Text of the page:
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Discussion Starter #1 (Edited)
Well everybody... Another season is finally upon us. I'm sure many of you are still scrambling to finish last minute mods, repairs and maintenance to be ready for the awesome weather to come... And some of you lucky SOB's are in climates that have allowed you to ride pretty much every day now, for which you suck by the way... haha

Unfortunately, With all the anticipation and excitement of another season comes tragedy.
It seems like the beginning of each season is when we see the most motorcycle accidents so I just want to take a minute to tell everybody to take it easy out there and be safe!

Since we can all do without another "lost another member" posts, PLEASE, take a moment to review this stuff and think about it next time you hop on your bike. (thank moeman for all the tips)

Have a great season everybody!!

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ALWAYS wear your gear.


Take the MSF if you havent, it's worth it.


Cagers aren't used to watching out for bikes from the long winter. Never assume they can or will see you. Give yourself some room and always have an escape route.


Everybody is so excited to get on their bike at this time of year that they tend to forget the speed limits. Unfortunately, the cops know this. They WILL be out in full force. Don't do anything stupid unless you want to blow your summer cash paying for LEO's lunch..


If it's still chilly then so is the road. Be totally sure your tires are warmed up completely.


Watch for the salt and gravel. Best to take your route slow the first pass to be sure that it is clear of any obstacles.


Watch drivers' heads and mirrors
Watching the head movements of drivers through their windows and mirrors is an excellent way to anticipate sudden moves. Most drivers won't lunge left or right without first moving their heads one way or the other (even if they don't check their mirrors).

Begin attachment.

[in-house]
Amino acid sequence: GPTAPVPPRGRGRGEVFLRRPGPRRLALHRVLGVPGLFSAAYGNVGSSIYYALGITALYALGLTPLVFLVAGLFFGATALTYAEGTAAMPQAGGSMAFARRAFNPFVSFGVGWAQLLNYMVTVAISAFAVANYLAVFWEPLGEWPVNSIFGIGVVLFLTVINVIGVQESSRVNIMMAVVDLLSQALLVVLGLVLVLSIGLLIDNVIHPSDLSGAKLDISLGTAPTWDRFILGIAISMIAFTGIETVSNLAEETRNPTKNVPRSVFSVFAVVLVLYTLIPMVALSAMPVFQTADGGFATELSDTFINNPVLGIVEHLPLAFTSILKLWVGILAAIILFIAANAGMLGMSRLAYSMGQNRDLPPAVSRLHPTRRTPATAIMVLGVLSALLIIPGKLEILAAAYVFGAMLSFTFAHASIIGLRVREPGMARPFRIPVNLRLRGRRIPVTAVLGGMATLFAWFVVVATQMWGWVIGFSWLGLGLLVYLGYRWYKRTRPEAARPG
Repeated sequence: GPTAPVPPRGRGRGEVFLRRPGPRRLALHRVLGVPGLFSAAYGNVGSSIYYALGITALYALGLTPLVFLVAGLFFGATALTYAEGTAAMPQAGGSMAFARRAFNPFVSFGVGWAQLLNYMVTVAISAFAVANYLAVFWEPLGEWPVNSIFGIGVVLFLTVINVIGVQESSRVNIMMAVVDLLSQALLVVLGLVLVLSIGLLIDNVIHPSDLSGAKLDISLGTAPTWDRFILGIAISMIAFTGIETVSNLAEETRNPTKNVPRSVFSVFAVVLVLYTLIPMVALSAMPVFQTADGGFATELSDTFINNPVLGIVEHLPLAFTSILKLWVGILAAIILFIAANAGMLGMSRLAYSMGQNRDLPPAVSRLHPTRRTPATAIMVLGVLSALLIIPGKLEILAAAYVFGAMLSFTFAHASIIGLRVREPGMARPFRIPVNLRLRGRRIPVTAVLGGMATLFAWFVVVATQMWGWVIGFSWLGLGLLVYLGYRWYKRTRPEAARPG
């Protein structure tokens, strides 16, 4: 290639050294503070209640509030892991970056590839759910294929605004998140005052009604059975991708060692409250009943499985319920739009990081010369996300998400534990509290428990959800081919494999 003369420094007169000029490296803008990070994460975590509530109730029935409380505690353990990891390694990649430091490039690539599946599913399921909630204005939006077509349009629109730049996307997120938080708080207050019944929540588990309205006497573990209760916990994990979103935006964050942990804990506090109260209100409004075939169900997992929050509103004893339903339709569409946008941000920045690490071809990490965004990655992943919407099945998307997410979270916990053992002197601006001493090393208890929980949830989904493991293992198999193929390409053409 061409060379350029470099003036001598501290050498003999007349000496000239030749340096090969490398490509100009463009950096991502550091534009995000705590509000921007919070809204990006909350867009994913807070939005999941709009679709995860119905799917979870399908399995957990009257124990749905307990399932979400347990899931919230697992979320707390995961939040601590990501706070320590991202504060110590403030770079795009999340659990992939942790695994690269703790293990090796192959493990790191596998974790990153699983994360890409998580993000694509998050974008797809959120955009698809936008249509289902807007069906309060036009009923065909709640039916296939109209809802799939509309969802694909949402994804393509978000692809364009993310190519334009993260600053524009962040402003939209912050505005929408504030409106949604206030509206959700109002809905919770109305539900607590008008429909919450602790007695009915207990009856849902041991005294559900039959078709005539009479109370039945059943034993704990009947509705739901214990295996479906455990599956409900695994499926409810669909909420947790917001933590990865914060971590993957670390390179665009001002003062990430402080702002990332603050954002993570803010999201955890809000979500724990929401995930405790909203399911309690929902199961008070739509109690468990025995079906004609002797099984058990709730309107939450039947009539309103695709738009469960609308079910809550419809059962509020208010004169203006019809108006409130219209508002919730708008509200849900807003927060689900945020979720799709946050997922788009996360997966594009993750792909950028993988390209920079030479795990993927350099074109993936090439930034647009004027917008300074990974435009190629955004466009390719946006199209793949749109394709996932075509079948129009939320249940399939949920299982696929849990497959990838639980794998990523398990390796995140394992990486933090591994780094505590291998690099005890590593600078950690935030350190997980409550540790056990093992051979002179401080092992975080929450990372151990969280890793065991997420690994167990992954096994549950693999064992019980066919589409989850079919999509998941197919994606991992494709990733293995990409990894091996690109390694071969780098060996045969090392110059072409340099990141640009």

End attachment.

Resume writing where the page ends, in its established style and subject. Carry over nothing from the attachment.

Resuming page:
Trust your mirrors, but not totally
Your bikes mirrors can be life-savers, but they don't always tell
the entire story even if they are adjusted properly. In traffic, always buttress your mirror generated rear view with a glance over the appropriate shoulder. Do it quickly and you'll add an extra measure of rearview and blind spot knowledge to your info gathering tasks.


Never get between a vehicle and an off ramp
This sounds almost too simple but drivers who decide to exit at the last minute kill plenty of riders each year. The simple rule then, is to never position yourself between a vehicle and an offramp. Passing on the right is generally a no-no, but in this day and age it's sometimes necessary. So if you do it do so between exits or cross streets.


Cover your brakes
In traffic, you must often react very quickly, which means not fumbling for the brake lever or pedal. Always keep a finger or two on the brake lever and your right toe close to the rear brake pedal. When that cell phone-yakking dorks cuts across your path trying to get to the 7-Eleven for a burrito supreme, you'll be ready.


Be noticed
Make sure drivers and pedestrians can see you, even from a distance.
Ride with your high beams on during the day (as a courtesy turn it off when sitting behind someone at a light) and wear brightly colored gear, especially your helmet and jacket.


Be ready with power
In traffic ride in a gear lower than you normally would so your bike is ready to jump forward instantly if asked (not everyone rides open-class twins after all). Doing so gives you the option of leaping ahead instead of being limited to just using the brakes when that pickup suddenly moves over. The higher revs might also alert more cagers to your presence.


Traffic slowing? stay left (or right)
When traffic slows suddenly stay to the left or right of the car in front of you. This will give you an escape route if needed. It will also keep you from becoming a hod ornament if the car behind you fails to stop in time. Once you've stopped, be ready; clutch in, your bike in gear and your eyes on the mirrors. You never know.


Practice the scan
Constantly scanning your entire environment while riding-from instruments to mirrors to the road ahead to blind spots to your left and right and rear keeps you aware and in touch with your situation, and therefore better able to react. Dwelling on one area too long; watching only behind or in front of you, for instance, is just begging for trouble.

Left turn treachery
When approaching an oncoming car that's stopped and about to turn left, be ready. Your bright should be on so the driver can see you (during the day) but don't rely on this to save you. Watch the car's wheels or the driver's hands on the steering wheel if you see movement be ready to brake, swerve or accede, whichever seems best for the situation.